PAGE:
Breastfeeding mother prosecuted for child’s death from genetic disorder

On Thursday last week, a South Carolina jury convicted Stephanie Greene, a 39-year old nurse, of killing her six-week-old daughter by administering a morphine overdose in her breast milk. Greene was also convicted of involuntary manslaughter and unlawful conduct toward a child (implying negligence), though the concept of “negligent breastfeeding” is difficult to grasp.

Either a massive dose, 50-100 tablets of the type of morphine prescribed for the mother, was administered orally to the baby, or a genetic defect prevented the baby from metabolising the tiny amounts of morphine transmitted by breast milk.

The first alternative is absurd, so the only plausible explanation is a genetic defect, a possibility that is increasingly recognised within the forensic community, if not the community located in South Carolina.

Read the full, original story: Manslaughter conviction for ‘negligent breastfeeding’ puts other mums at risk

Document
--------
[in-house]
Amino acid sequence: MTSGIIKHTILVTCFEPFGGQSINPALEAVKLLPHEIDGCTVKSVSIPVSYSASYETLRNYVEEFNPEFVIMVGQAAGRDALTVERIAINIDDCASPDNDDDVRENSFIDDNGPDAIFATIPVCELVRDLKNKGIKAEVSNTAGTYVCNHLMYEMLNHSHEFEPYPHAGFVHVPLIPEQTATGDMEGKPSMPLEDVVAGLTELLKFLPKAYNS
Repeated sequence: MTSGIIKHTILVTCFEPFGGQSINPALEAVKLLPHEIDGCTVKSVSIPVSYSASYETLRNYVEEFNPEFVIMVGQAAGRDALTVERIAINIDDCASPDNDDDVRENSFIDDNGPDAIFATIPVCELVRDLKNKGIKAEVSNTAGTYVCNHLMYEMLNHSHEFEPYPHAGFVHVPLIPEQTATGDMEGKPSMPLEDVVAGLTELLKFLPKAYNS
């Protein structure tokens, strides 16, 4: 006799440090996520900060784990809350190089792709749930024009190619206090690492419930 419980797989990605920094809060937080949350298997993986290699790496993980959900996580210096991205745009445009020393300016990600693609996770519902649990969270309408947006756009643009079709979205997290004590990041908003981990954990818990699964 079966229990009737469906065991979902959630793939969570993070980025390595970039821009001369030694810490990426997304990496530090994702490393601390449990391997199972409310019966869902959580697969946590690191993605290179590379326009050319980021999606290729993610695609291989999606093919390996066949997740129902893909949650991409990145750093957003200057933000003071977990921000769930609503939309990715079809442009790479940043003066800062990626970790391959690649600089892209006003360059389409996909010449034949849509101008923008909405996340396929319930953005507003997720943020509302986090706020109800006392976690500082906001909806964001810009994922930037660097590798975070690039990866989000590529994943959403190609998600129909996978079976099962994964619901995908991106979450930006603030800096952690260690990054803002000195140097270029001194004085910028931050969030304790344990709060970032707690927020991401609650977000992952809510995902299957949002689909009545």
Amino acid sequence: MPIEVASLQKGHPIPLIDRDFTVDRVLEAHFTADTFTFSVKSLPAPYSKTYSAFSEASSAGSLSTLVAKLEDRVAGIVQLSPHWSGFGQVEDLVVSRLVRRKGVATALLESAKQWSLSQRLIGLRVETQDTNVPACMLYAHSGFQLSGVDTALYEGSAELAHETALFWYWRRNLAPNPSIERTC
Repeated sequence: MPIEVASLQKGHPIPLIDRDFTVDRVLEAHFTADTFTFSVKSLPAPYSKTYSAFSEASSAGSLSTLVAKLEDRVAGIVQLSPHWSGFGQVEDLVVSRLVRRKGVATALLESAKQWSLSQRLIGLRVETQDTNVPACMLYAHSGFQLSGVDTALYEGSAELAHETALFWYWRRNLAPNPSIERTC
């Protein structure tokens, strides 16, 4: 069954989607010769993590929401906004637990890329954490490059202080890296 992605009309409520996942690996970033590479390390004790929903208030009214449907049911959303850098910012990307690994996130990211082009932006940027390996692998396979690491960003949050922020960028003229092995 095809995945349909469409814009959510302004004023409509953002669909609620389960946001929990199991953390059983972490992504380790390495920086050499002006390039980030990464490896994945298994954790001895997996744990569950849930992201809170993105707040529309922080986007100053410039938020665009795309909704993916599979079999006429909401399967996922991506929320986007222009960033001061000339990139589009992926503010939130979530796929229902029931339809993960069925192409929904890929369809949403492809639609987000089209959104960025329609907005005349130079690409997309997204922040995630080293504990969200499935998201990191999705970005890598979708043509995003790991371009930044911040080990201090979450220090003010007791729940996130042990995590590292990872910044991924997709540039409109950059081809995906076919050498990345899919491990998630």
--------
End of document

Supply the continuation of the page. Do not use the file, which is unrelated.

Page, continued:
Outbreak Daily Digest
Biotech Facts & Fallacies
Genetics Unzipped
Infographic: How dangerous COVID mutant strains develop

Infographic: How dangerous COVID mutant strains develop

Sometime in 2019, probably in China, SARS CoV-2 figured out a way to interact with a specific "spike" on the ...

Philip Njemanze: Leading African anti-GMO activist claims Gates Foundation destroying Nigeria

Nigerian anti-GMO activist, physician, and inventor pushes anti-gay and anti-GMO ...

Most Popular

News on human & agricultural genetics and biotechnology delivered to your inbox.
glp menu logo outlined

Newsletter Subscription

Optional. Mail on special occasions.
Send this to a friend